I’m an impatient person. After watching a couple YouTube videos, I activated Netflix’s “Virgin River” on the computer and started sanding the desk. Yes, in my office. By hand. Without gloves. I had barely begun when I shoved the sandpaper across the edge of the desk with extra gusto and felt intense pain. Multiple splinters poked out of my right index finger. Most were easy to remove, but I suspected there might be something left. I poked at the red spot with a sewing needle and tweezers, getting nothing but pain. Maybe I’d already gotten all the slivers. Maybe not. I went back to sanding and “Virgin River.”

In the morning, my finger was red and swollen and hurt like crazy. This is not a good thing for a musician. Or a writer. Typing hurt. I took my finger to the walk-in clinic at Samaritan Pacific Hospital in Newport. Our walk-in clinic is housed in a portable building where there aren’t enough chairs in the waiting room, everyone hears everyone else’s business, and you can wait for hours to be called. Other patients complained of earaches, sprained ankles, stomach pain, and dizziness. One wanted her second COVID shot and couldn’t get it. I just had a stupid sliver in my finger. Or, in medical terms, “foreign object under the skin.”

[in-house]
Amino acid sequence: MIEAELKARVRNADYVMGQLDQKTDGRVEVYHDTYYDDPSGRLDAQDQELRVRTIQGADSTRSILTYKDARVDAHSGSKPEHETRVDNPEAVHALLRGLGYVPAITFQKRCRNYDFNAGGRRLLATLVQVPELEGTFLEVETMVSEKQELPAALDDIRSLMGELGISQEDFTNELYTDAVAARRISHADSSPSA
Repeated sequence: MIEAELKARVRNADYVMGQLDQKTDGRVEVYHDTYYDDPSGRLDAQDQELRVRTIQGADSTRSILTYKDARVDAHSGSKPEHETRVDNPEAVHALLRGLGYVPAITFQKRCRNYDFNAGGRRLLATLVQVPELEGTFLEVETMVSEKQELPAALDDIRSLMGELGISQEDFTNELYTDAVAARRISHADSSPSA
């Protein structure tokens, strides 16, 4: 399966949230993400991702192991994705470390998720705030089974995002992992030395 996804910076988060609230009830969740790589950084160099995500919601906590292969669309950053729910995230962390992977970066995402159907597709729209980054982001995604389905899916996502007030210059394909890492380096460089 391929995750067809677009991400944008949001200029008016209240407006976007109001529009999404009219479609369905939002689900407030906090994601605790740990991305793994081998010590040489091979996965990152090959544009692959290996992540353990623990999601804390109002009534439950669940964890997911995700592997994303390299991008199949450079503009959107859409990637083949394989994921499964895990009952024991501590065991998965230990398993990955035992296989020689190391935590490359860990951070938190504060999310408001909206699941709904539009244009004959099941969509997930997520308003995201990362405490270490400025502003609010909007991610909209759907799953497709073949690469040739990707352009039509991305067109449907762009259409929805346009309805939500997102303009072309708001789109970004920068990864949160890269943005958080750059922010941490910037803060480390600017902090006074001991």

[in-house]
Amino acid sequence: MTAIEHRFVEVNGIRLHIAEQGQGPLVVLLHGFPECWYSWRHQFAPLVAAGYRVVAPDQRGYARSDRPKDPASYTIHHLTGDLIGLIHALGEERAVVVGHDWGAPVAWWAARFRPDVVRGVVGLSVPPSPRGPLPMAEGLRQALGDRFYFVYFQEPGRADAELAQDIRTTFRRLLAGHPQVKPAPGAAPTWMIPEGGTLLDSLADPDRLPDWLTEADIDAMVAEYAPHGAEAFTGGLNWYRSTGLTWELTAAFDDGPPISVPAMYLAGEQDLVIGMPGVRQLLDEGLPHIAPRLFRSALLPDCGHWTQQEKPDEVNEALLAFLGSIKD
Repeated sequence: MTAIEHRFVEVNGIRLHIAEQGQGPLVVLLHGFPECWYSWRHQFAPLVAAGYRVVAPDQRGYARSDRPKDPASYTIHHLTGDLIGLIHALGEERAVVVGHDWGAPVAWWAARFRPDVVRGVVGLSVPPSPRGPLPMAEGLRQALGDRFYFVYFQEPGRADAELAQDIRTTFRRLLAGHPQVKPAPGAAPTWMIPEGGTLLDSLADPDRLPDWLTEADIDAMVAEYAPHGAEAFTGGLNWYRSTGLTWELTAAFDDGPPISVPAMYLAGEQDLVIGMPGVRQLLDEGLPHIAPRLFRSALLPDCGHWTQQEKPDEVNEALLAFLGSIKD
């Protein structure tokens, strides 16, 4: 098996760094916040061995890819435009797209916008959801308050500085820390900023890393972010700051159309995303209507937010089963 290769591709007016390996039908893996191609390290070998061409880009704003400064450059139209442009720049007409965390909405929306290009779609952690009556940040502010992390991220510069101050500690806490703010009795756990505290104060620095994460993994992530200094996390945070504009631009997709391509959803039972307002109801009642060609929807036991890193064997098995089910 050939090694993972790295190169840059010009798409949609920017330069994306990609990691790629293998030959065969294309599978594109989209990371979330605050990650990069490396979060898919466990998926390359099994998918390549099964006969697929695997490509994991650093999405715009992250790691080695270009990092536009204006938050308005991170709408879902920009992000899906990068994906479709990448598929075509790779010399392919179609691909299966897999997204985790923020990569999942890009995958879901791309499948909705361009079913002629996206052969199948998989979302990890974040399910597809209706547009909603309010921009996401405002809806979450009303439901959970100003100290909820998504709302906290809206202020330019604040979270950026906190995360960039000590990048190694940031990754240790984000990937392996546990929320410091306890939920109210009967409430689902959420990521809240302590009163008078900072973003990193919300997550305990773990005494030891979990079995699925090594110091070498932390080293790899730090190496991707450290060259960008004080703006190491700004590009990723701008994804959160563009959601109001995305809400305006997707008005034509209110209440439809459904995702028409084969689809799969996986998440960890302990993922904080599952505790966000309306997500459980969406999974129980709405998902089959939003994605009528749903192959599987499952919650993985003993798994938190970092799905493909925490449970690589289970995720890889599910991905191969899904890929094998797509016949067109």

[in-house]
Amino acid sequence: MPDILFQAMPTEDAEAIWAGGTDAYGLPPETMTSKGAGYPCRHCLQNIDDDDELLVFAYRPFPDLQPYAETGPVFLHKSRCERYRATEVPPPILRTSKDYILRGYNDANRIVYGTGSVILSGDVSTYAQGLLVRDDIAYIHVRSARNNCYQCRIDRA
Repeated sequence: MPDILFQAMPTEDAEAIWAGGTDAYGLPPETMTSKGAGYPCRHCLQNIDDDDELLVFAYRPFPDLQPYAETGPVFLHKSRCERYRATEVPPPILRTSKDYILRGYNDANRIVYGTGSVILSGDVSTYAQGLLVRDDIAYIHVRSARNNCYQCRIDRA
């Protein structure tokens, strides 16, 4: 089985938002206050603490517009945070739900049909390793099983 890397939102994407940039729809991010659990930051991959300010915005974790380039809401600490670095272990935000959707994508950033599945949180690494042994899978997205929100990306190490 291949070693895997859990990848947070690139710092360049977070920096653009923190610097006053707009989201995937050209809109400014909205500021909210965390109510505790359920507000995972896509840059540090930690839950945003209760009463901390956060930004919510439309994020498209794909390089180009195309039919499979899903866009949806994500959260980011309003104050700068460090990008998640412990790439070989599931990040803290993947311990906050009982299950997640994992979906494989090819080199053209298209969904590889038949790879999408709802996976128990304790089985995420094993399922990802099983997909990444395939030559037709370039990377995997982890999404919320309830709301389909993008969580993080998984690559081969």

I spent all morning at the clinic. Called into an examining room. Waited. Vitals. Waited. Doc numbed the finger with three lidocaine shots. Waited. Extraction. Dr. W. dug out a sliver so big we both said, “Wow.” At least a third of an inch long. Soaked in antiseptic solution. Waited. Ointment. Bandage. Released with a red, puffy and useless index finger. Forget working. I took myself to lunch at the new restaurant at the Embarcadero. Slow service, best French fries ever. And then I went to the paint store.

“ Have you ever done this before?” asked the friendly salesman at Sherwin-Williams.

“No.”

“Well . . .”

He loaded me up with advice, paint, polyurethane coating, a natural bristle brush, paint thinner for cleanup, and a couple of stir sticks.